Though often invisible, big data technologies are a part of our lives, and will be even more so in the coming years. Earlier this year, Counselor to the President John Podesta and members of the OSTP team authored a report to the President with a clear message: these technologies hold great promise, but those benefits might go unrealized if we don’t get the policy right. Nowhere is that truer than in education, where we have the chance to transform teaching and learning through data, thereby improving individual outcomes and our national competitiveness. But when we do, we have to make sure we are protecting students’ privacy.
Student data can help personalize a single student’s learning experience to deliver better outcomes across populations. For instance, a mobile application that teaches algebra can pinpoint not only where one student is struggling, but also where the app’s own content could use improvement by assessing the performance of thousands of users. But that data is also sensitive; it will be important that it remains under student and parent control to the extent possible, and not used for purposes inconsistent with the educational mission.
That is why, as we carry forward the Big Data Report’s mandate to consider the intersection of big data, education, and privacy, we are also looking beyond Washington to some of the exciting efforts by the public on this issue. Earlier this year, the Aspen Institute, working with organizations like the MacArthur Foundation and Mozilla, released a national report highlighting the importance of making personalized learning opportunities in trusted environments available to all students. And earlier this week, the Future of Privacy Forum and the Software & Information Industry Association announced a new student privacy pledge, which includes critical elements like limiting data collection to strictly educational purposes, and banning the sale of that data to third parties. This builds upon progress by the Internet Keep Safe Coalition and the Data Quality Campaign to protect students while enabling educational innovation.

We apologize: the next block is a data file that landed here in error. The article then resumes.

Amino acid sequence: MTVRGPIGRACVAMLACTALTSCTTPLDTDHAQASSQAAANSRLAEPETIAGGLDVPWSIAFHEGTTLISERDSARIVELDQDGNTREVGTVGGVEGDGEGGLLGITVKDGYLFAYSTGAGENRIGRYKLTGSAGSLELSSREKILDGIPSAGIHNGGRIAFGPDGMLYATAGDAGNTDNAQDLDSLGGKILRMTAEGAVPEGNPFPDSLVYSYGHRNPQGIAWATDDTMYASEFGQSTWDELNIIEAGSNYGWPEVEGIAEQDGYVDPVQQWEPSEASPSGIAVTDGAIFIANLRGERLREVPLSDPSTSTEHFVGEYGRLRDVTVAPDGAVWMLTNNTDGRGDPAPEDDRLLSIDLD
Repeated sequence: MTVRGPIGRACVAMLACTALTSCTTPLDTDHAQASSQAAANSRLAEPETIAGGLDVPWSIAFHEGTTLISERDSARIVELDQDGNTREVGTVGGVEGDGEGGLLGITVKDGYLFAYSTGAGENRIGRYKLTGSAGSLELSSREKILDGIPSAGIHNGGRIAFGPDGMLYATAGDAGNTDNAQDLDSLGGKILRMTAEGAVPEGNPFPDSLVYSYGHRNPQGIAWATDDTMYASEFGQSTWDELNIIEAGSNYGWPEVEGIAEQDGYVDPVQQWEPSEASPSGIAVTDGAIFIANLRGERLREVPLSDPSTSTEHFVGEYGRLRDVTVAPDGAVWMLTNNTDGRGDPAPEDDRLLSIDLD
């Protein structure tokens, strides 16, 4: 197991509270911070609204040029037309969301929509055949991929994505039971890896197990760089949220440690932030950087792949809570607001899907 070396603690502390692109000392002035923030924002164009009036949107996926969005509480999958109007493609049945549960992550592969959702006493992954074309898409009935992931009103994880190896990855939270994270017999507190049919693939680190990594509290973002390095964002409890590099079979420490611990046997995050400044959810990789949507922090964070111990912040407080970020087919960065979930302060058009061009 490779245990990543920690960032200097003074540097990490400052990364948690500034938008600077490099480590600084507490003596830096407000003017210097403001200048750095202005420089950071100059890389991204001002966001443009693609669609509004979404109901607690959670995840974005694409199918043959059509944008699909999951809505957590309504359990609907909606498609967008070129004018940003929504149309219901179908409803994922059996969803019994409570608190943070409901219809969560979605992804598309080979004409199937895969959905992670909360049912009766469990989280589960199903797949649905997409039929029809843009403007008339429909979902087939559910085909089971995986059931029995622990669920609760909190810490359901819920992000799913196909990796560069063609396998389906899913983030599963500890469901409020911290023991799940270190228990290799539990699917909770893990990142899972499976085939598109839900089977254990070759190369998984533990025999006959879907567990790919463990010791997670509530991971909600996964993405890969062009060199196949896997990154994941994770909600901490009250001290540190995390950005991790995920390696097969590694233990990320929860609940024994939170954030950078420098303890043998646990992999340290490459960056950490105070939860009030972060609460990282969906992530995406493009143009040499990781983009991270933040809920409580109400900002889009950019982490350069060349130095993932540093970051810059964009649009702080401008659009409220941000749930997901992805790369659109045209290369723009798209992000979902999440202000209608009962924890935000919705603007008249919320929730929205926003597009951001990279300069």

Personalized, digital learning need not come at the expense of privacy protections, and steps like these are an important start toward creating the confidence students, teachers, and parents need to take the greatest advantage of these new tools.
This is not a new issue — indeed, several Federal laws exist already to protect students — but it is one that is taking on new urgency. That’s why the Department of Education have prepared guidance and the Federal Trade Commission are maintaining up-to-date materials to help educators and ed-tech companies safeguard student privacy.
For our part, we look forward to continuing to engage with stakeholders in the education, technology, civil society, and public policy space as we continue to advance this important frontier in privacy in the digital age.
Dipayan Ghosh is with the division of the Chief Technology Officer at the Office of Science and Technology Policy.